Surviving a Financial Calamity, Part 3: Financial Plan Gone Awry

April 18, 2016
DMD Staff

Sometimes financial calamities aren't single, catastrophic events. Sometimes, they're simply the accumulation of a series of bad decisions.

In the first two parts of this series, we covered strategies to recover from two undeniable financial calamities: bankruptcy, and medical malpractice litigation. Even if you’ve never faced either of those situations, they are easily recognizable as significant financial hardships to overcome.

But a financial plan gone awry? How does that even belong in the same paragraph, much less the same series of articles? The reason is that while a financial plan gone awry seems at first like a minor setback, the truth is missteps in planning are insidious and nefarious: they sneak up on you, derailing your plans, preventing future plans, and potentially leading to a series of outcomes that contribute to you not reaching your financial goals.

And this problem is much more common than filing for bankruptcy or facing malpractice litigation. So let’s take a look at the most common things that derail your financial plans, and how get back on track once you’ve gotten off.

Broken Budget

Most people who want to stick to a budget think there’s something wrong with them if they can’t stick with their budget. What they often ignore is that it’s more likely that something is wrong with the budget. Look, you know whether you’re a budget person or not. If you are, but you’re still not making it work, consider where your budget is breaking down. It could be a result of overestimating income, but most likely, it’s a result of not accounting for miscellaneous expenses each month. “But that car repair was a one-time only thing,” you may say. Next month, though, another expense creeps in.

Get back on track: I’m making this statistic up, but I would venture to guess that somewhere between 95% and 100% of budgets that work include a fairly large allocation for “miscellaneous expenses.” Take a three-month period and keep track of this category, even if you don’t budget for it. After that, you’ll start to budget for it. You can thank us later.

Underperforming Investments

Earlier this year, we wrote about one of the weak aspects of what is generally a strong investment principle: diversification. As we noted in that article, diversification is not a growth strategy—although it can lead to growth and protect growth. It can also inhibit growth, because growth in investments that perform really well in certain economic cycles may mean less growth, and perhaps even declines, in other investments.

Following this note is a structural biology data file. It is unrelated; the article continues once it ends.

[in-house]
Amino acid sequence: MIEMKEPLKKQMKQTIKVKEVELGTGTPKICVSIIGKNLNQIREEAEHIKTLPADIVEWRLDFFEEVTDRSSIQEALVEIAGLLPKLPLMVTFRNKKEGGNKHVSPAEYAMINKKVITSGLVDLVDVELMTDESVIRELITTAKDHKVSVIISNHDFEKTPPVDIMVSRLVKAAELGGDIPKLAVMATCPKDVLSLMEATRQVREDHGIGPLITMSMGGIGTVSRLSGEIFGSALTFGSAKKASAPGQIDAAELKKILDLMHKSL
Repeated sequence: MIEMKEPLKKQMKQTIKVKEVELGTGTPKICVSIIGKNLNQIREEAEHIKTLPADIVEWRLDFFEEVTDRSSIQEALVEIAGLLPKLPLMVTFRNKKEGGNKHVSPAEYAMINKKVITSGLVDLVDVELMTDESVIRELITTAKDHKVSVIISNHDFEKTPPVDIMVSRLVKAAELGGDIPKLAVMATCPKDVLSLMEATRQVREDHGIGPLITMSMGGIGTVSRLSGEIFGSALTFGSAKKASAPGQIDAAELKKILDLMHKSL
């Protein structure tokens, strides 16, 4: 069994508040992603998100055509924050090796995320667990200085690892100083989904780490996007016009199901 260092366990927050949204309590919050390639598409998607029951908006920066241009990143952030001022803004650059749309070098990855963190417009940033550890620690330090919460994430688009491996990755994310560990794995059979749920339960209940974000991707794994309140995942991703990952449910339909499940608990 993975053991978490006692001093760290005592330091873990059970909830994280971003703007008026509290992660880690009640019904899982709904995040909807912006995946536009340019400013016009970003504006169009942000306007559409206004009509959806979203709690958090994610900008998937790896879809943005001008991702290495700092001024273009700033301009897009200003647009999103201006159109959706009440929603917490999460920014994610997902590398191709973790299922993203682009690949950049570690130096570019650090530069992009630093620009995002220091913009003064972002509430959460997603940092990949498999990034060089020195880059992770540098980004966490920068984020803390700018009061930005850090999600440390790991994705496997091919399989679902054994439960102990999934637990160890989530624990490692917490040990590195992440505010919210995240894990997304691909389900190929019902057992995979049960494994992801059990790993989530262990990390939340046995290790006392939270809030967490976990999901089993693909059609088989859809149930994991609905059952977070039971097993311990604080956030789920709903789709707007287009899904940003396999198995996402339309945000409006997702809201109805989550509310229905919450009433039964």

It’s still a very good idea to have a diversified portfolio, but it’s also a really good idea to review that portfolio very frequently to make sure it’s performing optimally. It’s a good idea to work with a financial professional if you’re so inclined, because even if your portfolio is performing well, you may not know how it’s performing against other vehicles that you could consider. Always keep in mind, though, that your goals with retirement investments should be long-term; overreacting to short-term losses has hurt more portfolios than simply leaving an investment vehicle to go through some market fluctuations.

Get back on track: If you have investments that are repeatedly underperforming, consider making some adjustments to your portfolio. Again, don’t overreact to a quarter or two—and sometimes even more—of underperformance. But sometimes, if it looks like a lemon and smells like a lemon, it’s a lemon.

Where art thou, contingency fund?

Like miscellaneous expenses, the lack of a contingency fund is an underrated factor in many financial plans that just don’t work. Why? Because funneling a portion of your investment income into a contingency fund has a positive overall impact on longer-term savings. If an unexpected expense or a short-term dip in income from dental services should present itself, you can tap your contingency fund instead of siphoning off other investment income.

Get back on track: The contingency fund is a great thing to have, but it’s not a cure-all. Contingency fund vehicles, such as money market funds and certificates of deposit, are designed to straddle the line between liquidity and potential investment growth.

Make sure you are using your contingency fund as intended, and not as a long-term solution to a budget shortfall. If you find yourself raiding your contingency fund more often than you’d like, consider making adjustments in other areas of your budget instead.

A Last Word

Investor inertia is a very real thing. Objects in motion tend to stay in motion, and objects at rest tend to stay at rest. Financial plans that are humming along will likely continue to do so, with little touches of maintenance here and there. But those that come off the rails need immediate and lasting attention. It’s never too late to get back on track. Before you know it, you’ll be humming along again.

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